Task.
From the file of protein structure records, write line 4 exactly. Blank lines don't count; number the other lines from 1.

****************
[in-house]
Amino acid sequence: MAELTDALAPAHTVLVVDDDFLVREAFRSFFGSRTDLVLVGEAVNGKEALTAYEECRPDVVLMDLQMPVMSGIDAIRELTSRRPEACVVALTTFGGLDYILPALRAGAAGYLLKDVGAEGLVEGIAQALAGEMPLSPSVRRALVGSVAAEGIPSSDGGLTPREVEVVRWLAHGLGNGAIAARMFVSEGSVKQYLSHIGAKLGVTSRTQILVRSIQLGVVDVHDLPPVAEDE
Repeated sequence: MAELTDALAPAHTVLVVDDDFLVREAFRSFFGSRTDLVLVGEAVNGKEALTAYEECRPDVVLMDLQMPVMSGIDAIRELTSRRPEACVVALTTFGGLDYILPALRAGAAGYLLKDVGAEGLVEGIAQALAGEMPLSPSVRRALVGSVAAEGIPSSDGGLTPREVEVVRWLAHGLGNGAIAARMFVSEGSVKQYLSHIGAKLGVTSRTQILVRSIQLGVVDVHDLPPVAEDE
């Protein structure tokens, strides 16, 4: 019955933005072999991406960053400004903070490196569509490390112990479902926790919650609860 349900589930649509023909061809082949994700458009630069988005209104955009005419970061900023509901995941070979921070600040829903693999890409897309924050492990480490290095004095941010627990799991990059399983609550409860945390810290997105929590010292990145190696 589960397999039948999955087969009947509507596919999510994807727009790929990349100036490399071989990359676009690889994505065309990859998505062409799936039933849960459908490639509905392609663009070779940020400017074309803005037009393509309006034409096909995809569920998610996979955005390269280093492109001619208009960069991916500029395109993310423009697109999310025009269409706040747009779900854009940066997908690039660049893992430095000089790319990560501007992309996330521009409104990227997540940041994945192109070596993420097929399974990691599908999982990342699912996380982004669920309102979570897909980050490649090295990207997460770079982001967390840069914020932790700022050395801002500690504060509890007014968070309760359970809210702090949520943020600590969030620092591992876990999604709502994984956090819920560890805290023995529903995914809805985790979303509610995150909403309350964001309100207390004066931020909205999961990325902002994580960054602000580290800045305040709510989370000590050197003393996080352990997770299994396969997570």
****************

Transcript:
């Protein structure tokens, strides 16, 4: 019955933005072999991406960053400004903070490196569509490390112990479902926790919650609860 349900589930649509023909061809082949994700458009630069988005209104955009005419970061900023509901995941070979921070600040829903693999890409897309924050492990480490290095004095941010627990799991990059399983609550409860945390810290997105929590010292990145190696 589960397999039948999955087969009947509507596919999510994807727009790929990349100036490399071989990359676009690889994505065309990859998505062409799936039933849960459908490639509905392609663009070779940020400017074309803005037009393509309006034409096909995809569920998610996979955005390269280093492109001619208009960069991916500029395109993310423009697109999310025009269409706040747009779900854009940066997908690039660049893992430095000089790319990560501007992309996330521009409104990227997540940041994945192109070596993420097929399974990691599908999982990342699912996380982004669920309102979570897909980050490649090295990207997460770079982001967390840069914020932790700022050395801002500690504060509890007014968070309760359970809210702090949520943020600590969030620092591992876990999604709502994984956090819920560890805290023995529903995914809805985790979303509610995150909403309350964001309100207390004066931020909205999961990325902002994580960054602000580290800045305040709510989370000590050197003393996080352990997770299994396969997570």